Friday, 16 December 2011

Response From the BBC

This was the BBC response - in blog form to my complaint.
My response to this complaint is copied below


The challenge of reporting Britain's role in Europe

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Helen Boaden | 17:03 UK time, Monday, 12 December 2011
The issues involved in British membership of the European Union represent a faultline that runs not just through UK politics but through British society. It is a topic that frequently enrages viewers, listeners and readers like few others.
You only have to look at the poll in today's Times, suggesting widespread support for the Prime Minister's action at last week's summit, to see the depth and power of Euro-scepticism across the country. Like any highly controversial subject, it is always challenging for an impartial news organisation to report without inflaming strong views on either side of the debate.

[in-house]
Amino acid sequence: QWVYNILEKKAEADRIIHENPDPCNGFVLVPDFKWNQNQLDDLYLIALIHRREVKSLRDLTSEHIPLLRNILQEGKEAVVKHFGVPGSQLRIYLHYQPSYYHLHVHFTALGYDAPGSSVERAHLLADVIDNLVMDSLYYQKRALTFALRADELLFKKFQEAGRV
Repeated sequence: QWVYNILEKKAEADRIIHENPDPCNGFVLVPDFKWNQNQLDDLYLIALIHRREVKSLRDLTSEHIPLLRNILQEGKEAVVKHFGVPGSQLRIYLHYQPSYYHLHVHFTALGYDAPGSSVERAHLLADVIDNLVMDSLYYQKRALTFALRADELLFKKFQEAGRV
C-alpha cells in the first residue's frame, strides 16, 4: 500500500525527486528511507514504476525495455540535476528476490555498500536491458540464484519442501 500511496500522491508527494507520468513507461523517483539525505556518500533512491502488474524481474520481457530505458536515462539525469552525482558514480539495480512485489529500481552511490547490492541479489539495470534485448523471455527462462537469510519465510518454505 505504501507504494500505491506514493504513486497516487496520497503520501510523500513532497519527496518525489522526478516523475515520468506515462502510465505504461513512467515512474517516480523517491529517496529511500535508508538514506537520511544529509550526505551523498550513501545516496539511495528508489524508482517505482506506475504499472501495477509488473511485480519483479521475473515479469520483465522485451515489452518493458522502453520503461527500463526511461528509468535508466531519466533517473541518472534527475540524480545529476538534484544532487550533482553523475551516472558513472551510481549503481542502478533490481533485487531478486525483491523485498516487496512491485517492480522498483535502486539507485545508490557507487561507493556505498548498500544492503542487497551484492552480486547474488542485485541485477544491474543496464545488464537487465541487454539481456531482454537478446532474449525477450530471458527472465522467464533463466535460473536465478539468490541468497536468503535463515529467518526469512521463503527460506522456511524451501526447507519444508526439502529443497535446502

Trust must be at the heart of the BBC's relationship with its audiences and that is why we listen carefully to the range of feedback audiences give us. We've had some criticism of our coverage over the weekend claiming it was too "pro-European". I've watched, heard and read a great deal of what we did and without any sense of complacency, I think we reported events fairly and accurately and tried hard to capture a very wide range of views about last week's summit.
It is not our job to hail any summit on any subject as a "triumph" or a "disaster". Our role is simply to report and analyse events and their fall-out.